Energy Blue Print
Archive 2008

Moving from principles to action for energy supply that mitigates against climate change requires a long-term perspective. Energy infrastructure takes time to build up; new energy technologies take time to develop. Policy shifts often also need many years to take effect. In most world regions the transformation from fossil to renewable energies will require additional investment and higher supply costs over about twenty years

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regional breakdown of CO2 emissions in 2050

With effective efficiency standards OECD countries can reduce their per capita energy consumption significantly while developing countries could slow down their massive increase in energy demand. At the same time renewable energy sources can increase there share in the energy mix to over 50 % globally. In some regions, the renewable energy share will be well above 80%, while economic growth is still maintained over the entire scenario period.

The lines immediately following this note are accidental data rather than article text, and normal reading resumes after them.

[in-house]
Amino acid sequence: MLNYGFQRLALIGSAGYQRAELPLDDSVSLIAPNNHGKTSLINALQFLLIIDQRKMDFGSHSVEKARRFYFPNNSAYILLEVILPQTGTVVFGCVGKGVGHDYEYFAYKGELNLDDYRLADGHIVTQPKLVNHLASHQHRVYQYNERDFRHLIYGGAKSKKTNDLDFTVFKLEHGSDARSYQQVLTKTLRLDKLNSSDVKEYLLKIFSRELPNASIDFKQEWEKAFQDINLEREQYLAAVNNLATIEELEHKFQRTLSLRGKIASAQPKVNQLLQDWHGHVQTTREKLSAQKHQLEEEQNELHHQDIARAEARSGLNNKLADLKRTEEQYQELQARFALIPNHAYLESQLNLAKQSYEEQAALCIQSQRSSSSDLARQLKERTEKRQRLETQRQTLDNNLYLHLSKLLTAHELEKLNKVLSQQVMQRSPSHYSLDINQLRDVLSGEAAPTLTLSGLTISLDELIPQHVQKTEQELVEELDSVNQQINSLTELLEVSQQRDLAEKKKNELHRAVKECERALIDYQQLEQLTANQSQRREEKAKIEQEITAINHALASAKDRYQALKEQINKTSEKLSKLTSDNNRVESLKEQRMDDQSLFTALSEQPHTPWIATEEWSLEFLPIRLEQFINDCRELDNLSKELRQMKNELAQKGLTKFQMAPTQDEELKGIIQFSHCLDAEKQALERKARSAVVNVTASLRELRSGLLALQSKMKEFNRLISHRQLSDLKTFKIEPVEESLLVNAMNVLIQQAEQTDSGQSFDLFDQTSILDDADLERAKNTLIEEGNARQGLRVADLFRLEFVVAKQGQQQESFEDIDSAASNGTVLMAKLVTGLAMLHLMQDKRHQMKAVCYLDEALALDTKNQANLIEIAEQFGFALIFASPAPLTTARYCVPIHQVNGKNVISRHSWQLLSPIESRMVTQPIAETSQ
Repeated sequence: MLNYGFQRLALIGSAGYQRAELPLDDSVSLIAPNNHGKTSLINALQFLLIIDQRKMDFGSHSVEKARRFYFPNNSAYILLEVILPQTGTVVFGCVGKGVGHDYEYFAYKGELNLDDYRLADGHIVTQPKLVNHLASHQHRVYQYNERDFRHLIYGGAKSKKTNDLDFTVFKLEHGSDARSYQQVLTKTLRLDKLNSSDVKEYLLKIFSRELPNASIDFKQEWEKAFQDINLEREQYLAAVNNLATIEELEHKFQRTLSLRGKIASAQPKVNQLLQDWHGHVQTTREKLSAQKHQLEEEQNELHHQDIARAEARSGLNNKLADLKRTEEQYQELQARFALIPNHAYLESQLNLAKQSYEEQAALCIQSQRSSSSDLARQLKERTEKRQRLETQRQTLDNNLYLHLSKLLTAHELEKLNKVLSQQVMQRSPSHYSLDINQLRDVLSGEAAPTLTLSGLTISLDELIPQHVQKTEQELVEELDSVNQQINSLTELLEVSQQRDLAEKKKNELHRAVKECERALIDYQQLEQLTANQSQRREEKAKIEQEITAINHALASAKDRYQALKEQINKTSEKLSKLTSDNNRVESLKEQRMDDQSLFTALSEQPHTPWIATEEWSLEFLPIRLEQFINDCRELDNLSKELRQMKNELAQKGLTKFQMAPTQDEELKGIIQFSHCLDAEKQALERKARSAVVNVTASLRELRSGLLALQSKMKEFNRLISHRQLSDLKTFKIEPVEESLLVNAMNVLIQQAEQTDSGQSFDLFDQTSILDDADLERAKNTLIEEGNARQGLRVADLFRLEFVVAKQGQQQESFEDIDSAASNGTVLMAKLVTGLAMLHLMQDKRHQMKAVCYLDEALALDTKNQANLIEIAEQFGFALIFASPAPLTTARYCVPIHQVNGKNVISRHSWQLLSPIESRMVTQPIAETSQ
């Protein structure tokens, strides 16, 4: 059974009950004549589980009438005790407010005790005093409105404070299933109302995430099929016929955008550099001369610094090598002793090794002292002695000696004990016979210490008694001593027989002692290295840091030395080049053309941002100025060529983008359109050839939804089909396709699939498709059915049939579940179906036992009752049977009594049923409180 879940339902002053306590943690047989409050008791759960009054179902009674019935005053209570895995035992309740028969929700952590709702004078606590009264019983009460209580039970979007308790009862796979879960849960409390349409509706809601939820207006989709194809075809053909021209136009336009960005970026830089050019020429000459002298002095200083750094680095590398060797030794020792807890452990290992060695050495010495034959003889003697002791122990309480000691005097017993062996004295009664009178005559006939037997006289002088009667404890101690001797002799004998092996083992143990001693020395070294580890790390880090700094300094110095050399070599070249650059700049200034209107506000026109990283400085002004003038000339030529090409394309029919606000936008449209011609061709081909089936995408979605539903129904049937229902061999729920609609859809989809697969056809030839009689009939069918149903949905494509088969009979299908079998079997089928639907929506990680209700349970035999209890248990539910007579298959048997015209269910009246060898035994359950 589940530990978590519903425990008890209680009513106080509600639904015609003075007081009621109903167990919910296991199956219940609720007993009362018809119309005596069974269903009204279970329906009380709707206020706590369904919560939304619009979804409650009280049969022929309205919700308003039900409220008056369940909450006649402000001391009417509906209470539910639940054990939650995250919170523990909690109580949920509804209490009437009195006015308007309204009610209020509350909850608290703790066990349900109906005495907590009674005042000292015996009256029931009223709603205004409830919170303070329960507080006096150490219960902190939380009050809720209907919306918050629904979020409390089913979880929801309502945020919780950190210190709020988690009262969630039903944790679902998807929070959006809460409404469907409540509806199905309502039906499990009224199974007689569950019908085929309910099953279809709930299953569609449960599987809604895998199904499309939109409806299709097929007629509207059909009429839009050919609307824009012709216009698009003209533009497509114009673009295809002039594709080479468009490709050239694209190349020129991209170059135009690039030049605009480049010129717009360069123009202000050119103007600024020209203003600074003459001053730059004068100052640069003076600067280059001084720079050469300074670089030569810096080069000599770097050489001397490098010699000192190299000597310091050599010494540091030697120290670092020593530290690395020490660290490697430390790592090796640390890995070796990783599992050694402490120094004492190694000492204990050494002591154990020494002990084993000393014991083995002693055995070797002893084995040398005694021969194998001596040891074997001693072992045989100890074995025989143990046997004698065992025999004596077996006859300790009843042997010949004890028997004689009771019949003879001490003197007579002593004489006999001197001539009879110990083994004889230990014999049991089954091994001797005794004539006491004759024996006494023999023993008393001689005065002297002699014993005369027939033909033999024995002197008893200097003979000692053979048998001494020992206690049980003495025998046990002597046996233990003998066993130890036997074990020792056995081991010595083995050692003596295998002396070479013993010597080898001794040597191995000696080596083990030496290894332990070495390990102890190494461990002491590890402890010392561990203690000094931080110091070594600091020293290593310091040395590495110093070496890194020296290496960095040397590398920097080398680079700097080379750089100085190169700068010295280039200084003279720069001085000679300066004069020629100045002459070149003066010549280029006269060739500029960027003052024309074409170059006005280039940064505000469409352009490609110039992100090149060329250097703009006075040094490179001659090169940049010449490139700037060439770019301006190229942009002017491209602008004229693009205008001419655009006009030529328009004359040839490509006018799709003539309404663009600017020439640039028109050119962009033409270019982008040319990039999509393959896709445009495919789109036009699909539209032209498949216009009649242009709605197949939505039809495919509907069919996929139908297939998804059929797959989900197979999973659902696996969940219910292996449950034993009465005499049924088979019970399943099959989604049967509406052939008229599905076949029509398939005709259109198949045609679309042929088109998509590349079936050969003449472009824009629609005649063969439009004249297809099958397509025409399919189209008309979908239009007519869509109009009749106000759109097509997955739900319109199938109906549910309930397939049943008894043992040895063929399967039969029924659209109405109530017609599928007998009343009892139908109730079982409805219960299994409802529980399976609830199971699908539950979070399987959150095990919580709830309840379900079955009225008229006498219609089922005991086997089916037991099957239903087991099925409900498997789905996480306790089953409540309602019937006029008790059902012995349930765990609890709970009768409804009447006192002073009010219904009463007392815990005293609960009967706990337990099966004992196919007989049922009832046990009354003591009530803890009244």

With this shift, annual per capita CO2 emissions will fall from their current level of about 3.6 tonnes to 1.15 tonnes in 2050. OECD countries will be able to reduce their CO2 emissions by about 80%. The Energy [R]evolution Scenario for the USA shows that it is possible to reduce per capita CO2 emissions from 19 tonnes now to 3 tonnes by 2050. For the EU-27 countries, per capita emissions will fall from 8 to just under 2 tonnes per capita. Developing countries such as the Philippines could even keep per capita emissions at their current level of about 1 tonne of CO2 until 2050, while maintaining economic growth. A combination of efficiency standards and renewable energy development proves to be the most cost effective way to cut CO2 emissions and increase security of supply by reducing dependence on fossil fuel imports.

Under the global Energy [R]evolution Scenario, China and India will emit almost half of the remaining CO2 emissions in 2050, while all OECD countries together will have a share of about 22%.